Letters to the Editor

Lease issue

May 28, 2011


To the editor:

Your paper clearly outlined the issues with EN Engineering’s unfortunate departure in the May 21 edition and May 23 editorial. It should be no surprise that the Illinois-based management of EN Engineering has no loyalty to Lawrence. Of equal importance is the fact that the Midwest is awash in vacant commercial and industrial buildings of all types. EN management no doubt acted in the best interest of their bottom line.

It is unfortunate that the landlord was not willing to have a month-to-month lease with EN until a new building could be built. That way he might have had income for another year or more. Now, we will see how long his building stands vacant before another lease is signed.

It is hard to imagine that any leader in this city would consider for a second giving money to the landlord if EN moved before a two-year lease ended. With citizens, including other landlords, already having their backs to the wall with property and sales taxes, this is a type of corporate welfare that citizens would never tolerate. Anyway, if money was going to reimburse landlords for tenants that move before their lease is up, they could head down Massachusetts Street with a wheelbarrow full of cash. That won’t happen either.


jhawkinsf 6 years, 11 months ago

The city needs to analyze each situation. Looks at the costs to the city and compare that to the benefits to the city. If it make economic sense to assist businesses with tax abatements or other types of assistance, then the city should do it. If the numbers don't add up correctly, then the city should not do it. It seems foolhardy to behave in any other manner.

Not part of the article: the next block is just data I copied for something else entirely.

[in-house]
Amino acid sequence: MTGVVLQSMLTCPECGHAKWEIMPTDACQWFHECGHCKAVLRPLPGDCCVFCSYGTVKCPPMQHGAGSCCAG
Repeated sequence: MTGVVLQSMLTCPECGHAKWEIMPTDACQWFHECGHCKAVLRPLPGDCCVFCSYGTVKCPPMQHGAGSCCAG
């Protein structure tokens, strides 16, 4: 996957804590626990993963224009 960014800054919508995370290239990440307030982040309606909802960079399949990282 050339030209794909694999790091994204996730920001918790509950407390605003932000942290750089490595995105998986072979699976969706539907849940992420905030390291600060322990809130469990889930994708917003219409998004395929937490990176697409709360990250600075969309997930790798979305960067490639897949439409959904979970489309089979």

just_another_bozo_on_this_bus 6 years, 11 months ago

But unless there is a very specific policy laying that out, then it will lead to favoritism for those who are most well-connected.

To my knowledge, there is no city or county policy that would allow city/county funds to reimburse a landlord for a tenant breaking a lease. And I can't think of any way to write one that doesn't lead to a slippery slope the taxpayers couldn't afford.

jafs 6 years, 11 months ago

And, any agreements that businesses might make in exchange for those abatements, number and type of jobs, etc. have to be upheld, and the city would have to ensure that.

Sue Hack, to name one example, didn't want to do that - she called it being "too picky" or something like that.

Which of course messes up the cost-benefit analysis after the fact.

jhawkinsf 6 years, 11 months ago

We elect leaders to make decisions that hopefully are in the best interests of the city. A specific policy sounds good, it also sounds like a bureaucracy. We all know how efficient those are. In lieu of a specific policy, transparency could be substituted. Then, at the next election, the people could decide whether the decisions of our elected leadership have been steering the ship in the right direction.

just_another_bozo_on_this_bus 6 years, 11 months ago

It's the job of elected officials to write such a policy. And without a policy, there can be no transparency.